Owning one’s own life.

I think one must finally take one’s life in one’s arms.

— Arthur Miller

I decided that the most subversive, revolutionary thing I could do was to show up for my life and not be ashamed.

— Anne Lamott

There can’t be any large-scale revolution until there’s a personal revolution, on an individual level.

— Jim Morrison

There can’t be any large-scale revolution until there’s a personal revolution, on an individual level. It’s got to happen inside first.
Read more at http://www.quoteswave.com/picture-quotes/418035#ruTGQ1tPf6xAY7Kq.99
There can’t be any large-scale revolution until there’s a personal revolution, on an individual level. It’s got to happen inside first.
Read more at http://www.quoteswave.com/picture-quotes/418035#ruTGQ1tPf6xAY7Kq.99

I am finding these thoughts to be resonant for me right now. I have had a sense of fragmentation in identity that is beginning to mend. For a very long time I have felt the Divine within myself. At the same time I haven’t been able to connect the dots between all of the parts of me and that divinity.

I had a dream where I was a refugee in rags. It was not a happy dream, and the overall tone was gray. At the very end, as I woke up, I had a flash of a very rich and colorful work of art. This I took as an indication that a new level of integration is about to happen for me. It was a sense that I was going from “rags to riches.” This means that, with increasing integration, I am able to honor all the pieces of who I am and bring them together in a perfect and beautiful way that is truly my own unique creation.

To live in denial of one’s unique wholeness, to live in self-judgment,  is a gray kind of life. I am ready to mend, to allow all of the parts to take their proper places in my Conscious awareness. As I do this, I am fully able to take my place in the scheme of things, and to serve from the heart.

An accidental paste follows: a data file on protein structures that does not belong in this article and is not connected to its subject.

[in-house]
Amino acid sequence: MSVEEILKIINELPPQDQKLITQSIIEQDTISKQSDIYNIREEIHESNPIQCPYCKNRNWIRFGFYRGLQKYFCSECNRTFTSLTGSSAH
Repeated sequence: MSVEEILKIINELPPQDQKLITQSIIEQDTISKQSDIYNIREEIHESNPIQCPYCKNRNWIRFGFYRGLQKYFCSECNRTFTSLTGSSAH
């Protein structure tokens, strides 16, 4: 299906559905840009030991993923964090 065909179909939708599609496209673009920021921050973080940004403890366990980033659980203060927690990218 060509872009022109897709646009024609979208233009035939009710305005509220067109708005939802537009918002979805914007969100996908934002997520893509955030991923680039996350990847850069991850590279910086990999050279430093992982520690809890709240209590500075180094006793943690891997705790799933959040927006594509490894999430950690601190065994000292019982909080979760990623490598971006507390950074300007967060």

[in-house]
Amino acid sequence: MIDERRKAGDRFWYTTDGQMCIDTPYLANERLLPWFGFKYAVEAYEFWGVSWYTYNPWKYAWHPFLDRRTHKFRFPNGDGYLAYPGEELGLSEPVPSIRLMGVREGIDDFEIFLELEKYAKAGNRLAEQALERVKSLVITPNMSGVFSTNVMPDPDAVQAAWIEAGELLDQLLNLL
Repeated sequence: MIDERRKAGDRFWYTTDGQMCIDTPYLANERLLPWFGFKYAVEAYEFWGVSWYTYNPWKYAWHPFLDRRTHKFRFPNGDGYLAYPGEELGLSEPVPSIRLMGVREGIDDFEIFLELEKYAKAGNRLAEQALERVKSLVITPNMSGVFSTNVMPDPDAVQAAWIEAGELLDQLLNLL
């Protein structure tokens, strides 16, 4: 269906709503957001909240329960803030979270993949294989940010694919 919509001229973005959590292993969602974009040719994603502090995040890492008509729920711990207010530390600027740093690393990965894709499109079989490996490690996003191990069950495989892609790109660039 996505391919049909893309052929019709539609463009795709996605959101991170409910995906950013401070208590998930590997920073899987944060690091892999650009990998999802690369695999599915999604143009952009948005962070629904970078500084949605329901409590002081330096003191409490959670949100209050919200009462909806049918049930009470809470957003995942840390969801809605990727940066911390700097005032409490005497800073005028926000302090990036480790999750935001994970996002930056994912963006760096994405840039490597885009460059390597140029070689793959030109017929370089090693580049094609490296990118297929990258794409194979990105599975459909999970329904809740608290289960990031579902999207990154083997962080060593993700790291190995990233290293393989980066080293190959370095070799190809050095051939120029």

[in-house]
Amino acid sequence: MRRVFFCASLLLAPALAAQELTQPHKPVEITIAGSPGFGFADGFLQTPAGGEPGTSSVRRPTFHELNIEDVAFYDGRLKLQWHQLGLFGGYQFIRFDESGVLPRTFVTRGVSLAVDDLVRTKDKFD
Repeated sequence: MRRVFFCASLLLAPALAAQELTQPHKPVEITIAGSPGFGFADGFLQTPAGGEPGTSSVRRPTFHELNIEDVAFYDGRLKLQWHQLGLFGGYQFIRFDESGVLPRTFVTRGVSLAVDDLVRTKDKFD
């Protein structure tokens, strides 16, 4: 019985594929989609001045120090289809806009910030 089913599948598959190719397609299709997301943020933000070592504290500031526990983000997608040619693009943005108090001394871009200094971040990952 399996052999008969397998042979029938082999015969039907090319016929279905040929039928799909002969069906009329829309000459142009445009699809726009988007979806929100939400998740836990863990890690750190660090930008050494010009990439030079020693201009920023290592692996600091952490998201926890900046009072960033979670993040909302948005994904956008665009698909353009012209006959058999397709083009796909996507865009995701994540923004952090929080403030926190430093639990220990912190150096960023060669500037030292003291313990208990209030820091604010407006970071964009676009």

I also strongly believe that many folks are having similar experiences. The sense of oneness among humans is becoming stronger as we all realize that we are part of one Whole, and that we can and will work together in concert for the good of that Whole.

A story of peace.

In 1492 two Irish families, the Butlers of Ormonde and the FitzGeralds of Kildare, were involved in a bitter feud. This disagreement centred around the position of Lord Deputy. Both families wanted one of their own to hold the position. In 1492 this tension broke into outright warfare and a small skirmish occured between the two families just outside the city walls.
The Butlers, realising that the fighting was getting out of control, took refuge in the Chapter House of Saint Patrick’s Cathedral. However, the FitzGeralds followed them into the Cathedral and asked them to come out and make peace. The Butlers, afraid that if they did so they would be slaughtered, refused.